DeLind’s article really hit home with me when she said that civic agriculture should ‘ground people in common purpose, nurturing a sense of belonging to a place and an organic sense of citizenship.’ (p. 1) Perhaps black people have grown complacent because they feel isolated and therefore powerless. Maybe what we need is to rally around a common purpose, to rebuild our sense of community, and reinforce our sense of ethnic identity. A ‘common purpose’ certainly unified people in Ferguson. But what did we accomplish?

Will it take more deaths for black people to feel motivated to stand up together against oppression? Death and hardship are not the whole of our ethnic identity. We have a rich culture and history that needs to be spoken and heard, it needs a place and a time. What can a farmer’s market do for a community? Other than the obvious benefits of bringing fresh food and nutrition education to a food desert, it can start a conversation that has been long over due. What can we do for each other? What is our history, why are we here, and where are we going? The market will be an opportunity for people not only to physically be in the same place as their neighbors once a week, but also to feel that they are coming together for a purpose that serves not only the individual but the common good. Maybe seeing a vibrant market as a part of their community will help to rebuild a sense of pride, hope, belonging, and motivation to keep striving toward something better. A farmer’s market isn’t just a place to buy vegetables, it’s a sign that the neighborhood is alive and healthy, and reassurance that we can be our own heroes.

Nicole F.

Real Hope

The distinction drawn, by Jill and the authors we’ve read, between working to fix “broken things” and working toward positive values or outcomes you wish to see is an important one. Working with my primary project, the Village Farmer’s Market, demands the latter approach. The fact is that it is nearly impossible to sustain the energy necessary to carry out a successful project this ambitious, with purely negative emotions. While there is a place for anger (even hate) in social activism it must be transformed into a positive, hopeful approach. Saint Augustine said,

 

“Hope has two beautiful daughters. Their names are anger and courage; anger at the way things are, and courage to see that they do not remain the way they are.”

 

Cornel West often talks about love in the form of righteous indignation. He develops this idea in his new book Black Prophetic Fire, which I highly recommend (although I haven’t finished it yet). This clip from RealTime with Bill Maher gives insight to how hate can be guided by love. (00:15-00:35)

One of UMBC’s points of emphasis for students is the development of civic agency. A great example of UMBC’s commitment to developing civic agency in students is the political science 205 (Civic Agency and Social Entrepreneurship) class taught by David Hoffman, in which students are given latitude to pursue their interests while being guided through the process of initiating change in an in institution like UMBC. I am hoping the Village Farmer’s Market can contribute to the development of civic agency within the community and it’s the individuals within.

 

In speaking with older activist over the last few years, I have heard a common theme about what makes this moment different from earlier periods where social activism made huge gains. They talk about how in the Great Depression era of activism (which gave us the New Deal) and the 60’s era (which pushed forward on many fronts) there was a sense in the aire that things were goin to improve and that people had ways to make that happen through organizations (labor unions, student orgs, political groups, etc.). Today, they say, much of that hope is lost. They talk about a defeated underclass with little hope because they see no way, no mechanism for change. The political system is such a joke, so obviously broken, that a majority of the voting population simply doesn’t bother to vote because they see no way for it to positively effect their lives. This is indicative of a belief about power that puts elite people and institutions at the top of a power pyramid where people can only ask for change from above. We need to re-establish a civic agency that will empower people and change that paradigm.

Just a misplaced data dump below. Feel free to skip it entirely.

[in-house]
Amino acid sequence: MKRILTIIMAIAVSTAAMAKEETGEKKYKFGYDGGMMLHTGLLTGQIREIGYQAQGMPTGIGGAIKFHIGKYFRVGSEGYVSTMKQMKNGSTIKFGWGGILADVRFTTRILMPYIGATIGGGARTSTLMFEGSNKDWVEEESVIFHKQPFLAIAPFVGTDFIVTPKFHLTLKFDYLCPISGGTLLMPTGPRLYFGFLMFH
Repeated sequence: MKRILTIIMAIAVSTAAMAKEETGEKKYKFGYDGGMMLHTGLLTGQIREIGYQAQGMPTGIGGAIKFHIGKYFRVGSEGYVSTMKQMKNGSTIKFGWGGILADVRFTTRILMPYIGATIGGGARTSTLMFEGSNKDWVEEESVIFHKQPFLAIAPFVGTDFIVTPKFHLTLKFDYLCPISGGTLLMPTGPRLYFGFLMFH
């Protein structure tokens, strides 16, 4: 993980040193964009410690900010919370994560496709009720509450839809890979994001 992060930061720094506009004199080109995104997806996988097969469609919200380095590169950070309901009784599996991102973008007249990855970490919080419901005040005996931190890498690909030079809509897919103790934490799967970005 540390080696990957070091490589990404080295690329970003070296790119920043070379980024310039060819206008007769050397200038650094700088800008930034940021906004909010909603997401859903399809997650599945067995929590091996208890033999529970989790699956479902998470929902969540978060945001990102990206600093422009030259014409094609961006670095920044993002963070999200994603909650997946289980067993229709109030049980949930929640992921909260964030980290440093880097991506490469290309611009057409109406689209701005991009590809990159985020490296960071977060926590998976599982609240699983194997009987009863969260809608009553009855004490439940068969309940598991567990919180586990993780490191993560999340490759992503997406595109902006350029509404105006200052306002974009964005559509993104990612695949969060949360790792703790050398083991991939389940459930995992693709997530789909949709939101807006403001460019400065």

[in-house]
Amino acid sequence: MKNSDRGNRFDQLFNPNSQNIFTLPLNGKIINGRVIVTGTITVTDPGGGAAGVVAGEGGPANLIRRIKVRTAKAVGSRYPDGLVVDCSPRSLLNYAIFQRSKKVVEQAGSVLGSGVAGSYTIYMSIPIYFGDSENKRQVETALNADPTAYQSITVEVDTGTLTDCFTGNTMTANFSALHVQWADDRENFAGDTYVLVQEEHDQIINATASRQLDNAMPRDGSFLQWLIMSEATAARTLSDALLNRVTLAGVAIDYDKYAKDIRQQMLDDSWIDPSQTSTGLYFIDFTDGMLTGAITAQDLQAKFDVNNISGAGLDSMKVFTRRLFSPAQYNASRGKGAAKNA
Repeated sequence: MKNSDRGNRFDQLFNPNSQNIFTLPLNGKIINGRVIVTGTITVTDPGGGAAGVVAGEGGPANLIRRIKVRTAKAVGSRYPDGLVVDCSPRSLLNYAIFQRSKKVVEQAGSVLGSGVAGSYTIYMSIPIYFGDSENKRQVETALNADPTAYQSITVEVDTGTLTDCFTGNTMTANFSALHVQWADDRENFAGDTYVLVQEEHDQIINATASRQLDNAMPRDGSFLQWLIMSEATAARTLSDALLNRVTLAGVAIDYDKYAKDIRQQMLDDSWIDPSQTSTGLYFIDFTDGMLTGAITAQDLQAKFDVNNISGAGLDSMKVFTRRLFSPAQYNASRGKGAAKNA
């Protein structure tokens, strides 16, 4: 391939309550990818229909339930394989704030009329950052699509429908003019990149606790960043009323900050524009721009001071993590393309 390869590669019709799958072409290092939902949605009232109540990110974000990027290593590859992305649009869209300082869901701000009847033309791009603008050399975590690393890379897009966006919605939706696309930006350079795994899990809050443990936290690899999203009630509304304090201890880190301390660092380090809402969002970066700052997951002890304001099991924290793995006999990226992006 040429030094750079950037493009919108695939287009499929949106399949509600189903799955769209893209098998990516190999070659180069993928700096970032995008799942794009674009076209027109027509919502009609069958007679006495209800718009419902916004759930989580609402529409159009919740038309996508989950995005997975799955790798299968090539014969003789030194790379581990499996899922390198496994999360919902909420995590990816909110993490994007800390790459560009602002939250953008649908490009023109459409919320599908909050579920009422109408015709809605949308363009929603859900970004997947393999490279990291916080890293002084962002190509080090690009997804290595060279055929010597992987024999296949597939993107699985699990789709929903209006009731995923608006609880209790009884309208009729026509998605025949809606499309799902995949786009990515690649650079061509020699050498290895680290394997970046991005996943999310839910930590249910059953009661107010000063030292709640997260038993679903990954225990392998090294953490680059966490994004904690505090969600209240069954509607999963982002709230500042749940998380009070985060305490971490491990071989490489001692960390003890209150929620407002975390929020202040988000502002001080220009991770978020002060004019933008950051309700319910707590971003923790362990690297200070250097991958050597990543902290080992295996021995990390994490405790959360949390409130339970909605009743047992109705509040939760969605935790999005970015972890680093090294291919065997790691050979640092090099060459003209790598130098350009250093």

I think this is the only approach. In all of our projects we are hoping to fix “broken things”, but I think the ultimate goal of the Village Farmer’s Market is to empower people by connecting them to their community and re-establishing values such as: solidarity, democracy, autonomy. VFM has the ability to build hope in the community by providing a vision where people don’t wait for change to be handed down from above, but create the change they wish to see in the world – to paraphrase Gandhi.

 

Christopher Comeau

The meaning that I place in our project is multifaceted and conjoins with many ideas I have for the future. The Food Forest idea has potential to connect people as community members because it will provide the opportunity for students and other volunteers to interact with the natural landscape on our campus, a landscape which often receives little attention outside of its aesthetic value. The creation of the food forest provides the opportunity for student to recognize the potential to make long-term impacts upon their physical landscape which actually have potential to benefit the environment as well as build community awareness towards the issues associated with the food system.

I absolutely see our project as having potential to nurture values such as community, civic agency, and environmentalism. The ecological principles we are exercising in order to implement the food forest have the immense potential to inspire others to seek more profound understandings of the natural environment and possibly enact similar projects in their communities. Furthermore this project possesses the immense potential to inspire various communities to take a more invested stance in their production and consumption of food.